For the first time, end-of-life issues and the impact of the loss on the insured is the topic. Most of my writings concern insurance in one form or another. I have discussed the many types of insurance, what to look for in each policy, what coverages are available. I've written about what to expect from an insurance company, an agent, or a broker.
It's a daunting decision, whether or not you need to pay for an insurance expert when you have an insurance claim. Typically, you would just contact your broker to handle things. And while this might be the right and necessary decision, your broker represents the insurance company. That means they work for them, not you. If you're in a fender bender, then calling your broker or agent is most likely the best first step. The truth is that you may be able to handle the matter yourself. Once you make the call and file the claim, the insurance company's adjuster will come out, take note of the damage, assign a value and pay you. If your body shop disagrees with the claims adjuster, they can call the adjuster, file a subsequent claim, and handle the matter for you.
Unfortunately, many of us at one time or another, will be a victim of an automobile accident which was simply not our fault. If you are injured, the law provides that you may be entitled to recover monetary damages for hospital expenses, medical treatment, prescriptions, lost wages, and other damages for pain and suffering. The amount of such damages differs based upon your injuries.
A director or officer being sued or investigated for allegations of mismanagement is facing one of her or his worse nightmares. His reputation is at stake (often fueled by a stream of adverse news articles in the local press) and, because a director's or officer's liability even for "corporate decisions" is a personal liability, such a claim can be a financial nightmare as well. The situation is made all the worse when the director receives notification that the D&O insurer may be denying coverage. This article will lay out the top ten steps for a director to take to put him back in control. It all starts with
One of the best techniques for settling cases at mediation is to take a consultant or expert witness with you to the session or at least have them available by telephone. I have used this approach in many cases with considerable success. The manner in which this is done varies depending on the complexity of the case, the extent of the consultant's or expert's involvement and what disputes or unresolved issues depend on expert testimony.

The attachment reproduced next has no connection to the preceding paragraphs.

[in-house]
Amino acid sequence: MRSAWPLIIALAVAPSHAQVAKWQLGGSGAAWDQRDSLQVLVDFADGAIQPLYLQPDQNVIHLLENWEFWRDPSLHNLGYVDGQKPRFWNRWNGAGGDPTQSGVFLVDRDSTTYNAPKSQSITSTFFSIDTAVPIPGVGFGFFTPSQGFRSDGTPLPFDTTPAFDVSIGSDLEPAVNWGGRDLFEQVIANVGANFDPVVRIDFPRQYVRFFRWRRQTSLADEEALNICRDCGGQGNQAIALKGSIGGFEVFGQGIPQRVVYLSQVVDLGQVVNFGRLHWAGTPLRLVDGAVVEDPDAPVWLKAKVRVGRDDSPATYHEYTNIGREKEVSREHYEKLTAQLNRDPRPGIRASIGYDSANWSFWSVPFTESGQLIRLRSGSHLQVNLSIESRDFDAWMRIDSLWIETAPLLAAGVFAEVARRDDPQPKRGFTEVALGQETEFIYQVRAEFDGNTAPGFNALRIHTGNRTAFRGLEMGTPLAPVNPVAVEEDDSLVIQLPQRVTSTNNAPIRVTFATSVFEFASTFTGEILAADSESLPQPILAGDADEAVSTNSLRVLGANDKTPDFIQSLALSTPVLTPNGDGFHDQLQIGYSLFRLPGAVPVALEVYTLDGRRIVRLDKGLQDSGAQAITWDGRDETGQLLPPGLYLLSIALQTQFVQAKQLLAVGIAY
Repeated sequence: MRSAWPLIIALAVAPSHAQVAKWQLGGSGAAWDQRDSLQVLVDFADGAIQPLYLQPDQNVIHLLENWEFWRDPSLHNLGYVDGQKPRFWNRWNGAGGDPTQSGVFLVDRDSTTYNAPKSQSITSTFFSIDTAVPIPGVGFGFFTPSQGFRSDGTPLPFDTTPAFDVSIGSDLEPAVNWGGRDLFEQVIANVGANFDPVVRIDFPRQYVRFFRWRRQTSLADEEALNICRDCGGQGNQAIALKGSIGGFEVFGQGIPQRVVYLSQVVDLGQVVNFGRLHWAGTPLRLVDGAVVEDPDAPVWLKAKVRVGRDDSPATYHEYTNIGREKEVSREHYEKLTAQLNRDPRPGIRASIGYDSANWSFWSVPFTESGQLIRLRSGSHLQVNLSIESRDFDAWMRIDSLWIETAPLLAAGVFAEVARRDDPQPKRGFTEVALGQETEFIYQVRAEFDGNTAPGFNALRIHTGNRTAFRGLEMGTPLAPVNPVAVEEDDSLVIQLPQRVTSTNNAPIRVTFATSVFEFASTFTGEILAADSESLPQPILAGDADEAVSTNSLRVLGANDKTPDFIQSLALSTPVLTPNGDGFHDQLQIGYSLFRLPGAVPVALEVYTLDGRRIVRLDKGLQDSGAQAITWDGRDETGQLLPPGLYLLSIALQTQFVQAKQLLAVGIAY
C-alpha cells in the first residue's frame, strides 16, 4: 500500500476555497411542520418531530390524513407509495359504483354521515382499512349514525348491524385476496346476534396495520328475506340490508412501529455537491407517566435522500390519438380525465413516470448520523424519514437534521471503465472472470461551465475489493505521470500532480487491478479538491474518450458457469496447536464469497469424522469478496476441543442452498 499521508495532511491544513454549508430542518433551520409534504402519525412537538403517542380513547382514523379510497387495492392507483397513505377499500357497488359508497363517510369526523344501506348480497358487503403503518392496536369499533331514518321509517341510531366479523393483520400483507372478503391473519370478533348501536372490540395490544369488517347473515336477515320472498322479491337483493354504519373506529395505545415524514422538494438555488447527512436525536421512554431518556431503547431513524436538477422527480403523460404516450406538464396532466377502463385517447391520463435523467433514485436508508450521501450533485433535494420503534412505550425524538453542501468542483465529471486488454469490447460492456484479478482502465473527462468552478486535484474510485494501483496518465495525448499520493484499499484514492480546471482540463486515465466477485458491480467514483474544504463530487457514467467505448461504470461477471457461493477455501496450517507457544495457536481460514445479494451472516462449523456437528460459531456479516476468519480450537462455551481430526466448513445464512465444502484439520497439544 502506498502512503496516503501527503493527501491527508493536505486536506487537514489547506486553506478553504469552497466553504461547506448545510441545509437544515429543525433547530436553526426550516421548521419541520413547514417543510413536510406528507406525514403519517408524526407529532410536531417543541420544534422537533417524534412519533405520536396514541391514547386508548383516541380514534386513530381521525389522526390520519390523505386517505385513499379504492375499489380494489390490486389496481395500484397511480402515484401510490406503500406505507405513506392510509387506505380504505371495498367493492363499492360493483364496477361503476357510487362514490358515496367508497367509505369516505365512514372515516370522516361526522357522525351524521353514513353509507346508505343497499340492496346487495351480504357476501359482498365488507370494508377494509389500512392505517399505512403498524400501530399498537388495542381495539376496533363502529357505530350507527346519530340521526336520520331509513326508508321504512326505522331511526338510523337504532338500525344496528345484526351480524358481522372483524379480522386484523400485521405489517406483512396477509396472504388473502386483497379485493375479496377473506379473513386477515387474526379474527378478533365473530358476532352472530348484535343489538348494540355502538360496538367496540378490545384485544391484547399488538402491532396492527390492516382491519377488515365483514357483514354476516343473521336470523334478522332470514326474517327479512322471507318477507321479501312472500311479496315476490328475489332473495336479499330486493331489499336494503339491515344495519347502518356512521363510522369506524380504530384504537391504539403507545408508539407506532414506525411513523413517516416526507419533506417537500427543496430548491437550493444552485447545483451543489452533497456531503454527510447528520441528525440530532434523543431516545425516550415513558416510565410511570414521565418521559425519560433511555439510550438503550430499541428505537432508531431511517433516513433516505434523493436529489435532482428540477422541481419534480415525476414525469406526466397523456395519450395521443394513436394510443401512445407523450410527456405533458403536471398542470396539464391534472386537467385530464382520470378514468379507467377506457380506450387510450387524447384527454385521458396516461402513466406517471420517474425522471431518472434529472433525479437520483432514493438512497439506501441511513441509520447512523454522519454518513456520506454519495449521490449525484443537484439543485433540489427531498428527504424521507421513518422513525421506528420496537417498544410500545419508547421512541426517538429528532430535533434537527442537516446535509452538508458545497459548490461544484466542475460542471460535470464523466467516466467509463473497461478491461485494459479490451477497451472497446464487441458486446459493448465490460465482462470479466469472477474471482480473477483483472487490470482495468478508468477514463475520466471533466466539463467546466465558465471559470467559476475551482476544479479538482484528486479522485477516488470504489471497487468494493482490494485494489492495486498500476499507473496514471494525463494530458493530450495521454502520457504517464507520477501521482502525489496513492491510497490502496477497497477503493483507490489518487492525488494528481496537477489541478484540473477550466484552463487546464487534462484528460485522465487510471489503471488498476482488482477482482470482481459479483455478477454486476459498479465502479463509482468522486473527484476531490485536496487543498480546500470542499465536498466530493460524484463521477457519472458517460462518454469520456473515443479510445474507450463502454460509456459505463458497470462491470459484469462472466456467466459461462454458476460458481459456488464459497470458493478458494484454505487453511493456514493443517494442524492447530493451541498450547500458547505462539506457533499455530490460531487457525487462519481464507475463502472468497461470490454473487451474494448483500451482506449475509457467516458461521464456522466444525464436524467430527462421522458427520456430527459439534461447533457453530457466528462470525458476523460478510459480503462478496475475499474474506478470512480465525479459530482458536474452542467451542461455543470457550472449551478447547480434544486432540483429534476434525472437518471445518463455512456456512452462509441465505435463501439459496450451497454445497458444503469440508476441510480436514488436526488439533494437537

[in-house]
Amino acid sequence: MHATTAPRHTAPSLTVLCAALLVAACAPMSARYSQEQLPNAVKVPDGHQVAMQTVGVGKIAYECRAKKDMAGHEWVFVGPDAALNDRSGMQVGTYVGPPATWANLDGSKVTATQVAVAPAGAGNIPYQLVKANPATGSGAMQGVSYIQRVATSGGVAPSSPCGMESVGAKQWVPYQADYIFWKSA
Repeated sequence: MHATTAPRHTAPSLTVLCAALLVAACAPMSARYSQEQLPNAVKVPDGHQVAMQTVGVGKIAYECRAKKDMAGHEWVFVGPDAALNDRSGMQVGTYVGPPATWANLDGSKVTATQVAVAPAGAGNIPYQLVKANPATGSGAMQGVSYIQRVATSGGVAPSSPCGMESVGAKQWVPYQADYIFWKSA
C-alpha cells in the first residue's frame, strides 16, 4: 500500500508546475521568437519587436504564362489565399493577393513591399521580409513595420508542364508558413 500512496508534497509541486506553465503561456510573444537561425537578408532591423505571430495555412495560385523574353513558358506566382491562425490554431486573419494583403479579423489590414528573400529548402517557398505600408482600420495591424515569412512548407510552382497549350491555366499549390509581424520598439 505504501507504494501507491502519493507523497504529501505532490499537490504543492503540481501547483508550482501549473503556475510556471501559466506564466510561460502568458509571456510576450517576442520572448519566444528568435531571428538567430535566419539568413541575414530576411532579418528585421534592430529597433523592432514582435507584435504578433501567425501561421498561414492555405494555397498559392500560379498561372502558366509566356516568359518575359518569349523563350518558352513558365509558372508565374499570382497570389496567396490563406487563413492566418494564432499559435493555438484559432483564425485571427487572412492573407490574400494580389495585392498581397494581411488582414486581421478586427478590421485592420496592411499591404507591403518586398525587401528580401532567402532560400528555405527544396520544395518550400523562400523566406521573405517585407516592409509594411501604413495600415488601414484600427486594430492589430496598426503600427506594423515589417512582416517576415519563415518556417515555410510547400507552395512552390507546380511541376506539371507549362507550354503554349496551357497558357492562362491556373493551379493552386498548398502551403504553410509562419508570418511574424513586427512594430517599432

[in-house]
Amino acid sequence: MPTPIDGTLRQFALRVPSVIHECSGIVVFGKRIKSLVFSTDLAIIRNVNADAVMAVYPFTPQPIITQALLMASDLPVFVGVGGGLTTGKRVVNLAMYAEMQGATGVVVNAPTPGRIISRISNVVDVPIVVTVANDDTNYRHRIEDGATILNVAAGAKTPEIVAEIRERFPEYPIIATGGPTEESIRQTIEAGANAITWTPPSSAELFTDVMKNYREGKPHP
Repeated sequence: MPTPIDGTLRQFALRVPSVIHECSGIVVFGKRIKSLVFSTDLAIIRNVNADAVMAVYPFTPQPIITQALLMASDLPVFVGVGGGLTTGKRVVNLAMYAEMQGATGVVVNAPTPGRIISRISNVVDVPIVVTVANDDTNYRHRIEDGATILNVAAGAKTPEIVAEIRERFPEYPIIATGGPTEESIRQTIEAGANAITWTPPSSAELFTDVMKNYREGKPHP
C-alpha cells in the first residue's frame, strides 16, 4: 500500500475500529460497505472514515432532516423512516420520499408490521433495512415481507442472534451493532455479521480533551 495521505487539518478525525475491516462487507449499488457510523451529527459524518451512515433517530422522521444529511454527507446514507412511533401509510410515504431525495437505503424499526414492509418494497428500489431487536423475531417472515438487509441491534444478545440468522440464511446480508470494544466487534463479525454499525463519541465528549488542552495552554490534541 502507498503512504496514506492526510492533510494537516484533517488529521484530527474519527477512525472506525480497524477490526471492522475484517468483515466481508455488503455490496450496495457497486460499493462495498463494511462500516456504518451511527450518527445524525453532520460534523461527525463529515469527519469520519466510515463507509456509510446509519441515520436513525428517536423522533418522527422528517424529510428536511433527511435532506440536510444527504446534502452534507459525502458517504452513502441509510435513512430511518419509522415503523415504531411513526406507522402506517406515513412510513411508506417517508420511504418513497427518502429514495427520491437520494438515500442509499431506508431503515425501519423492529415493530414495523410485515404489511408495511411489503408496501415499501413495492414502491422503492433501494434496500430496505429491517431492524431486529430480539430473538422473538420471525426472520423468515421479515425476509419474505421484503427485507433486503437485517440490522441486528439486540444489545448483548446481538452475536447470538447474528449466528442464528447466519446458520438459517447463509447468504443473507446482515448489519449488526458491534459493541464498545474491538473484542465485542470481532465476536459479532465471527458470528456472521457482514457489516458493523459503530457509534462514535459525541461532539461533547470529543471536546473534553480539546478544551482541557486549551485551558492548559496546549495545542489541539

I have been active as an insurance agent/broker for 40 years. 20 years ago I was referred to an attorney by a fellow CPCU colleague to be a so called "expert". The case involved an agent who failed to provide workers compensation benefits to an ongoing commercial concern. I was hired by the plaintiff's attorney to opine on the conduct of the agent. Since this was a fundamental error on the part of the agent, the case was soon settled in favor of the plaintiff. This was my introduction to being an expert. I found I enjoyed the experience and it was a nice contrast to sales and insurance administration.
Insurance defense attorneys inhabit a confusing world in which even the "routine case" may need an expert witness for trial or a consultant to help with an early evaluation for settlement purposes. The legal precedents, regulations, and such don't often say what the profession's standard of care in the community is in the exact situation.
Having spent over 45 years in the life insurance business, I had become frustrated with the books that I had been reading that promote permanent life insurance in a manner that I considered exaggerated or flawed. I shared my frustration with several people who responded by challenging me to write a response that says what should have been said by these other authors.
In a previous issue of Legal Brief, I discussed protecting yourself with adequate auto insurance. This is, perhaps, the insurance that is most commonly bought, because every driver is required to be covered by automobile liability insurance. But what about business owners? Should they buy insurance as well?
Employers generally realize that the initial premium they pay for Workers Compensation insurance isn't the final premium for that coverage-Workers Comp is normally subject to an audit after the policy ends, to adjust premium charges based on actual payroll amounts. When the policy starts, after all, payroll amounts can only be estimated for the coming year. So it's routine for employers of any size to undergo a Workers Compensation premium audit, and to receive an audit statement that often seeks some additional premium.